This was an exciting year for the VEGA Project! Here’s what we’ve been up to:
Winter and spring were focused on finalizing our systematic review for identifying and responding to child maltreatment. The Child Maltreatment Evidence Review Group (CM-ERG) evaluated seven GRADE evidence-to-decision (EtD) frameworks, and formulated guidance statements for identification, initial response, and psychosocial intervention and referral. A summary of findings from the draft guidance was reviewed by our National Guidance and Implementation Committee (NGIC) during the NGIC-Meeting-Ottawa-June-14-15-2017-Summary-of-Key-Decisions-Next-Steps meeting in Ottawa.
In addition to the evidence reviews and draft guidance statements, the June NGIC meeting focused on inter-professional referral pathways for adults and children exposed to family violence, as well as progress on VEGA’s curricular framework and accreditation considerations, including further discussion of curriculum delivery options. As part of this component, Dr. Steve Wilcox of Wilfred Laurier University and the University of Waterloo’s Games Institute presented findings from a VEGA-commissioned White Paper on the use of serious gaming technology for curriculum delivery. As well, Mike Heinrich of Reframe Health Lab presented on the use of digital white boards to facilitate user-friendly learning.
The idea of a VEGA Practice Handbook: Recognizing and Responding Safely to Family Violence was presented to NGIC members as an online, practice-focused set of protocols, tools, scripts and support to assist health and social providers interacting with clients and patients. Finally, we discussed how to integrate user feedback at various stages of product development to determine how and when to best consult with those using, or impacted by, VEGA guidance and curriculum. A number of NGIC members offered assistance with this process.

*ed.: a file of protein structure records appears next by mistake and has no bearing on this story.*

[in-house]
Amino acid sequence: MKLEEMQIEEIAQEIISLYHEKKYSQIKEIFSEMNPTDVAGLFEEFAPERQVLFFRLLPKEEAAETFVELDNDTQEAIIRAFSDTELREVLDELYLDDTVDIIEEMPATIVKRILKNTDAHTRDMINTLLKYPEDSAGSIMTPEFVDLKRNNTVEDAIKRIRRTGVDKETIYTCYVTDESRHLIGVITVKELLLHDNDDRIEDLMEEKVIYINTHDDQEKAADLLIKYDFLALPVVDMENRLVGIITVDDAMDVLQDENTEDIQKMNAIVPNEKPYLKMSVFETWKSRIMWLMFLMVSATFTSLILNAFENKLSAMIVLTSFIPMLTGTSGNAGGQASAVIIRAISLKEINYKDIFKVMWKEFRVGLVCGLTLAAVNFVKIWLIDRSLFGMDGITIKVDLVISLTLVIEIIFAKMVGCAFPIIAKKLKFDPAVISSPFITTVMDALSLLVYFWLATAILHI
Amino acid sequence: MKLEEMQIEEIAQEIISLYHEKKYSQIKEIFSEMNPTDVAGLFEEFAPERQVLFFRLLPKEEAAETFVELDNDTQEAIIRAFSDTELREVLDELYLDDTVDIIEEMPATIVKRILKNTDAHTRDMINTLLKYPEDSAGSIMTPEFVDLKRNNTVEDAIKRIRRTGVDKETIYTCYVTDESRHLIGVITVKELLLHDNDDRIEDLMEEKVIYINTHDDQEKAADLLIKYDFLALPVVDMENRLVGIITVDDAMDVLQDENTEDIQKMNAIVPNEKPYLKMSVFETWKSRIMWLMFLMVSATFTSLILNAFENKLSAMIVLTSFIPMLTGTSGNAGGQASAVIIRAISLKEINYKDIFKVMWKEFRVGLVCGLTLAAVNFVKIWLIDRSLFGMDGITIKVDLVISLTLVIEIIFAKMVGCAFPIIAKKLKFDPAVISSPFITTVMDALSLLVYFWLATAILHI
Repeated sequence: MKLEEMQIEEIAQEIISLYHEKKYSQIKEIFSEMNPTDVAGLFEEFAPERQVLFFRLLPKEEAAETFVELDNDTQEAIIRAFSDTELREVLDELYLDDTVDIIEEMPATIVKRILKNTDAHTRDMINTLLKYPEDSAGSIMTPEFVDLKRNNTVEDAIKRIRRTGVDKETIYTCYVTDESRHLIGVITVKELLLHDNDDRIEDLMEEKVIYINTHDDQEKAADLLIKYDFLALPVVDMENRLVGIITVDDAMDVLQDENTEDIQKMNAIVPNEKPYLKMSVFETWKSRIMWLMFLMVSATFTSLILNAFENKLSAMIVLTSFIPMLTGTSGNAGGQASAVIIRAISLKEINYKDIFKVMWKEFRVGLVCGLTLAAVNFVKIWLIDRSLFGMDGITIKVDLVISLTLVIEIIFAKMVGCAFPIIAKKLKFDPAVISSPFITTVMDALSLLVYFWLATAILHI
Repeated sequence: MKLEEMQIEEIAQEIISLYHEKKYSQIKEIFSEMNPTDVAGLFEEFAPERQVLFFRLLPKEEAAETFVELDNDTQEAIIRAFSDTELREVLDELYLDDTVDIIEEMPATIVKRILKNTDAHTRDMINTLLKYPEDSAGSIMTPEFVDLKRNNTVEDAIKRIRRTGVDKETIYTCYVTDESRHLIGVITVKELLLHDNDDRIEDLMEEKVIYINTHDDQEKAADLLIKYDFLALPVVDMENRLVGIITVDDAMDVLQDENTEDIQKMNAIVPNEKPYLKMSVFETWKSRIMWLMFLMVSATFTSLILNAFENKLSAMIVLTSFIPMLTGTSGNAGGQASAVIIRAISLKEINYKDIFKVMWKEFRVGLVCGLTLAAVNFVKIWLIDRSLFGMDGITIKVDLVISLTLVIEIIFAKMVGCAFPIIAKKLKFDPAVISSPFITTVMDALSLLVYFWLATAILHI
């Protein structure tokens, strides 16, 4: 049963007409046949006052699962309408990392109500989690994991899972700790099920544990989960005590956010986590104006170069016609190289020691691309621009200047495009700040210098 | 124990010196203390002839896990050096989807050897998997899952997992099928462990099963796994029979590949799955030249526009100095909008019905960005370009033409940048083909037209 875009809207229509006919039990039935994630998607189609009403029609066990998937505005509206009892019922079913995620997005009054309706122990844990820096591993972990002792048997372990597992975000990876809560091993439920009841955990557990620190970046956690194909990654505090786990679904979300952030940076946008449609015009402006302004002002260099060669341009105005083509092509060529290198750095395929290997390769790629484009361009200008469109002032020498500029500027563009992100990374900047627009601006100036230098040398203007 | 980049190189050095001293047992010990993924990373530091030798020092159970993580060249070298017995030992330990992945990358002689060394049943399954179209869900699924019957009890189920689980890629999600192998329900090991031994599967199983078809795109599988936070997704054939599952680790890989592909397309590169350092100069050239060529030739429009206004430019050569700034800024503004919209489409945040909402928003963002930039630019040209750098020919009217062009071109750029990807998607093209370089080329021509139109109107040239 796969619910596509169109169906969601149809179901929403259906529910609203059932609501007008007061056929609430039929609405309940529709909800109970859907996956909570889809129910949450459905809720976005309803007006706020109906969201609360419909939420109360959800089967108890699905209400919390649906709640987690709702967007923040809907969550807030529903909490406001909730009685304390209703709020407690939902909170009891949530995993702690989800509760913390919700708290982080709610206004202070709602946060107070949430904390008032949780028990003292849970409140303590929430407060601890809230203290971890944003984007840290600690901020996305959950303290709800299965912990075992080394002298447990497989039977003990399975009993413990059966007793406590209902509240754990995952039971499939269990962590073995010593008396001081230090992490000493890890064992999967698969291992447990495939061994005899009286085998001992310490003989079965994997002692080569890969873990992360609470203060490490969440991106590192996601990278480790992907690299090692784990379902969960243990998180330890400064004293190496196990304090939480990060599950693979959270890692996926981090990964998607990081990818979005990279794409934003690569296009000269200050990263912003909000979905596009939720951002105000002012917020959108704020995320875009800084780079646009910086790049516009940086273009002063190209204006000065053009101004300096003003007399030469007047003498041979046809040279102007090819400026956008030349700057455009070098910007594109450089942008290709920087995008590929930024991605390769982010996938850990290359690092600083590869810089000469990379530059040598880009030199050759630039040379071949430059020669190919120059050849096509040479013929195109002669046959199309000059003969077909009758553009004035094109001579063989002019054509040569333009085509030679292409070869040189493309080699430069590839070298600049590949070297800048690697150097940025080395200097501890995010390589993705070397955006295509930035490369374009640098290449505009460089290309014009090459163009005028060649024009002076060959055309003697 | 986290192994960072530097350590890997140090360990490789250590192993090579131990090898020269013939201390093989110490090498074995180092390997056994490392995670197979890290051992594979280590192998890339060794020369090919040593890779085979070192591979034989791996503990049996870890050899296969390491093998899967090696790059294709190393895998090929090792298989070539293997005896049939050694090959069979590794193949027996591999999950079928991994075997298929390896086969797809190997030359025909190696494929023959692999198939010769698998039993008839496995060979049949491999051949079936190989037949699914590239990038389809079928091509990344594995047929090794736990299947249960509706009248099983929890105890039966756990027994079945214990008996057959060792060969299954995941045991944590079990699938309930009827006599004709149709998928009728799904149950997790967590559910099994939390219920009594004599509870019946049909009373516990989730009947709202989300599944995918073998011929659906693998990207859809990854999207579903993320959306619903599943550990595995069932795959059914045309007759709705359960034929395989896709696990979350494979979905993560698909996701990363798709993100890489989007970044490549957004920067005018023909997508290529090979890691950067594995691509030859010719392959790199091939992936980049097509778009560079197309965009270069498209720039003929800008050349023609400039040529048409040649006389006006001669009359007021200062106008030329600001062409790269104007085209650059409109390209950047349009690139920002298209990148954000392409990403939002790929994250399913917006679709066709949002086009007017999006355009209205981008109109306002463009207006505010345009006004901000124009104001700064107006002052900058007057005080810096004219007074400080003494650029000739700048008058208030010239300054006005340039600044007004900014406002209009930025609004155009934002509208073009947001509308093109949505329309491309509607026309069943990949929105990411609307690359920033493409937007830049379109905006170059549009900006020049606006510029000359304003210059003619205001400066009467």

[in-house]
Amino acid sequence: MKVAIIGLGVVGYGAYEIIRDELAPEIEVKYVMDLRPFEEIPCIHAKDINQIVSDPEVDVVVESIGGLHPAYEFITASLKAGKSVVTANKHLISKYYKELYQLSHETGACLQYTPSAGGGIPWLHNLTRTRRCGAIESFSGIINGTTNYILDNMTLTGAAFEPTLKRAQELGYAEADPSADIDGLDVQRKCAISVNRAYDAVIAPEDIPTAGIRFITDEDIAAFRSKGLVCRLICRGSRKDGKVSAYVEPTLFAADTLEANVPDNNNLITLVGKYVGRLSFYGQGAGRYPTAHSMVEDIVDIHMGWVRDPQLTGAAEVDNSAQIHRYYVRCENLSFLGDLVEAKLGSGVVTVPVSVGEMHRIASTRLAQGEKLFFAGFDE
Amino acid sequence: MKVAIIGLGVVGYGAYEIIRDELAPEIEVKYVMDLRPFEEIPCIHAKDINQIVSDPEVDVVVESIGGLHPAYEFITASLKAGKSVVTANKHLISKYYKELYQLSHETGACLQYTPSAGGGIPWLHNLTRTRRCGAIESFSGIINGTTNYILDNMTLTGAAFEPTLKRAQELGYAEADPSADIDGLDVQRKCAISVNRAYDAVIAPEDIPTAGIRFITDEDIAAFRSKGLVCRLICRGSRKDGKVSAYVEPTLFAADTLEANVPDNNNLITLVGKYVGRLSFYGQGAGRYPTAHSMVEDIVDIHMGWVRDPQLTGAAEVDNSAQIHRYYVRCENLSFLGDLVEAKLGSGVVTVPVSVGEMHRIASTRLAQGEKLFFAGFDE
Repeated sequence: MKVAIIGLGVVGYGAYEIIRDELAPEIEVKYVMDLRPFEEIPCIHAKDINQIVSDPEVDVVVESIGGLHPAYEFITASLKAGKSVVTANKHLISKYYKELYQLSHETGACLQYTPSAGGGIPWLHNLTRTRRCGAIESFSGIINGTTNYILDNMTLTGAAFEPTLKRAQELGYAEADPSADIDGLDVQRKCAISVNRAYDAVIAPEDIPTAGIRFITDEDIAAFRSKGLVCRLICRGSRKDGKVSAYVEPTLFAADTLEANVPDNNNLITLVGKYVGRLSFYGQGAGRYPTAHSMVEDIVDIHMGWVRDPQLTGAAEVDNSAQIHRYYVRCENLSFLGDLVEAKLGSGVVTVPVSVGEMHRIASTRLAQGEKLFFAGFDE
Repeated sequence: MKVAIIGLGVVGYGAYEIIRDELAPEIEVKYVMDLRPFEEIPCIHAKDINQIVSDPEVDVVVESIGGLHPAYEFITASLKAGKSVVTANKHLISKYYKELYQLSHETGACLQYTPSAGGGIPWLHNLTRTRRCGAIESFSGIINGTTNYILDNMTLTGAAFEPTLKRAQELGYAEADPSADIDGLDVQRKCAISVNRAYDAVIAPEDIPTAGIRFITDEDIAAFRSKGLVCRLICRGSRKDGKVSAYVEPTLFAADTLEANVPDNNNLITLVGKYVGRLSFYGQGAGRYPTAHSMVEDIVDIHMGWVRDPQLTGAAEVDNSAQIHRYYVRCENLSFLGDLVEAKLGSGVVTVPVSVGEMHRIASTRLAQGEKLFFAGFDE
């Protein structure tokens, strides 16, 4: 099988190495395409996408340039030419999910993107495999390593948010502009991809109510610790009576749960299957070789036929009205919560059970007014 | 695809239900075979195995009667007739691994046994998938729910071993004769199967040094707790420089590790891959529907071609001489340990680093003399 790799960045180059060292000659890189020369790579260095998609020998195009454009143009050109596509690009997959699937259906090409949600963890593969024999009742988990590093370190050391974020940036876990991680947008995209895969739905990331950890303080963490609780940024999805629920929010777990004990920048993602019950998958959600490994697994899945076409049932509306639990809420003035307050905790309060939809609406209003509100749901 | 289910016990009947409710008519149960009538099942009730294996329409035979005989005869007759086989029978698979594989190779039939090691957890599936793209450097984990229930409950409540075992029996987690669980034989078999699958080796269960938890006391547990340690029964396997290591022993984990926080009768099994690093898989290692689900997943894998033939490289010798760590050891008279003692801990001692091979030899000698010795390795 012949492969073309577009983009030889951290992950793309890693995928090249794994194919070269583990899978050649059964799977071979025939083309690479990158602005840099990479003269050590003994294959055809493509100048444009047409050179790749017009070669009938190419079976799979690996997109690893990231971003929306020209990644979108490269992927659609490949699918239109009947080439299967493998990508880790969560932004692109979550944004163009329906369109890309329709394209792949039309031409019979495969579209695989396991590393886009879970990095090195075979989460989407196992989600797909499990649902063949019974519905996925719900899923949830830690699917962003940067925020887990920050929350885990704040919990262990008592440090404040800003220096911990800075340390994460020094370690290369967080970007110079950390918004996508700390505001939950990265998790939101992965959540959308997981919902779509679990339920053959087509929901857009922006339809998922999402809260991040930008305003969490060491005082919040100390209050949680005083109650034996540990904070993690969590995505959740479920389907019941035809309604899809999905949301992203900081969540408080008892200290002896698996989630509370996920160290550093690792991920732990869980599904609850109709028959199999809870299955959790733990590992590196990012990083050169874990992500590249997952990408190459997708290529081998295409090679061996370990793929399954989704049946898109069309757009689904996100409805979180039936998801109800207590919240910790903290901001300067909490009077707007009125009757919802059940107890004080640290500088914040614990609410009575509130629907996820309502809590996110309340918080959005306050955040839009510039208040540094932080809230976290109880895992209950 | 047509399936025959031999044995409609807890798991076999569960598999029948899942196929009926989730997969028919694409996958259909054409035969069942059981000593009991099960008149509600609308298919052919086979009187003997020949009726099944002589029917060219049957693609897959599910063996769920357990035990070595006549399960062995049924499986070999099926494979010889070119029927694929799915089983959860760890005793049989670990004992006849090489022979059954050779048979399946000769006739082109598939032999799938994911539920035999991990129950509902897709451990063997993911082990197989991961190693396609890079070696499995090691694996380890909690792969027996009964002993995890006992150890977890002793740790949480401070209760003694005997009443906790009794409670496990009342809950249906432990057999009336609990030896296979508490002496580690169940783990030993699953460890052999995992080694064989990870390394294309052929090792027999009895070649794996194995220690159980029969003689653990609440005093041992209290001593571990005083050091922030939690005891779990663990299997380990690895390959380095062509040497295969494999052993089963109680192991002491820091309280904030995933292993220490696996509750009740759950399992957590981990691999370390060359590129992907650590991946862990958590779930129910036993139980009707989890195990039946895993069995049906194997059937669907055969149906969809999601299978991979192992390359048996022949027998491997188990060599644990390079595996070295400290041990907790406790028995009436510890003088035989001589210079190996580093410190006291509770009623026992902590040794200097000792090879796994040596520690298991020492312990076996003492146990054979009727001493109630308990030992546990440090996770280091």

Throughout the first half of the year, VEGA was presented at various venues; for example, Harriet presented a plenary address at the University of Toronto Annual Conference on Child & Youth Mental Health in Toronto, ON, and the Annual Symposium of l’Association des médecins en protection de l’enfance du Québec (AMPEQ) in Montreal, QC. Nadine was a keynote presenter at the Waypoint Mental Health Research Institute’s annual conference in Barrie, ON. To provide a user-friendly overview of VEGA for attendees of these meetings, an VEGA-Overview-Infographic was prepared, which now resides on our website’s homepage. More details are available in our VEGA Newsletters.
Summer was busy with the drafting of VEGA’s Core Competency Framework, which underpins both the Practice Handbook and the Foundational Curriculum. We also worked with Reframe Health Lab to create a “user friendly” white board explaining “Trauma-and Violence-Informed Care (TVIC) core concepts” and another entitled “Why VEGA?” that will serve as a brief overview to VEGA and its importance to health and social service providers and leaders. Steve Wilcox is leading the design of the initial interactive gaming scenarios in IPV and child maltreatment, based on these core competencies. We plan to review both the VEGA game modules and animated whiteboards at the March 2018 NGIC meeting in Ottawa.